Are we preparing for the future of cervical cancer prevention?

Monday, August 29, 2022.

On June 25, 2022, I wrote this:


Over a decade ago, I saw a big problem approaching. With one round of screening with HPV DNA testing having been found superior to cytology (pap smear) and Visual Inspection with Acetic acid (VIA) in preventing cervical cancer, it was clear that the world was going to move towards HPV testing in cervical precancer screening. I predicted that HPV testing was increasingly going to be simple, and at a point be as simple as performing a pregnancy test, with women doing this themselves. I still believe in this. As a ‘prophet of doom,’ my prediction continued that ‘In future, the problem will not be the testing, but the follow up and management of high risk HPV positives. It is necessary to train health workers to manage screen positives and precancer otherwise we are going to create chaos and anxiety.’*

*This is where we are. The Covid-19 pandemic had its positives. Many institutions in low resource settings including Ghana acquired PCR machines for Covid testing. Now these machines are being used for other tests including HPV DNA testing. Many laboratories are cashing in on running the tests. We are getting many women who test positive for high risk HPV. There are few health workers who can properly triage the screen positives and treat those with cervical precancer.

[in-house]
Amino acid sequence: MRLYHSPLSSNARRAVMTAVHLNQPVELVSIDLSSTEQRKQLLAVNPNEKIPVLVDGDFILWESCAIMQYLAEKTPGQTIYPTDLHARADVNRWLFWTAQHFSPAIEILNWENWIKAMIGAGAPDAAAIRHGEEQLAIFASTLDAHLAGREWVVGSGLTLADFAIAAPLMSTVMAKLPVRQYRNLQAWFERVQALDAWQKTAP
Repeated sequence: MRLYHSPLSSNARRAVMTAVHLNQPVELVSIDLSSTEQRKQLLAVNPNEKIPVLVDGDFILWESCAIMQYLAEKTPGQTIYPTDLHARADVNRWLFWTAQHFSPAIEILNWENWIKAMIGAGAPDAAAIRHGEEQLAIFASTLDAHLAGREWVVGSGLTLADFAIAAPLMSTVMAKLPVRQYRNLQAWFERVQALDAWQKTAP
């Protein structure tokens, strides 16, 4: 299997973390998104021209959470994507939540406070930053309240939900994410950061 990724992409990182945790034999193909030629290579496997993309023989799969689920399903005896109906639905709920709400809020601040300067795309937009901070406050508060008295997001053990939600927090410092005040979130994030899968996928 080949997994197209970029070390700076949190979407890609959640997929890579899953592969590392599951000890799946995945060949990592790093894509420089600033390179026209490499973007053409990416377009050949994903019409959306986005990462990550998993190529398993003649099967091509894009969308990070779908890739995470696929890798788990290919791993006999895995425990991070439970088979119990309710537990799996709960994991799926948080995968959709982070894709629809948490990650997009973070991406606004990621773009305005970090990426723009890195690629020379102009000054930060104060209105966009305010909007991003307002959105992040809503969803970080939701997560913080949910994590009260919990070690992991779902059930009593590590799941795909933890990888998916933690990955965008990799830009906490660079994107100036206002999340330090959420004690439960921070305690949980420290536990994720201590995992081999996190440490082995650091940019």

The next day (June 26, 2022), the CEO of Atila Biosystems (which produces the AmpFire HPV detection system) responded that he might be able to get me the HPV test ‘as simple as a pregnancy test’ by the end of this year.

In the very near future, women will be able to perform cervical precancer screening tests at home (just like pregnancy tests or Covid tests, see images attached).

Important questions come up:

  1. Are we building capacity to manage screen positives?

  2. Who will the women who test positive consult?

  3. Where will the women who test positive go?

  4. What will be done for the women who test positive (to prevent them from developing cervical cancer)?

This is a good opportunity to prepare for the future.

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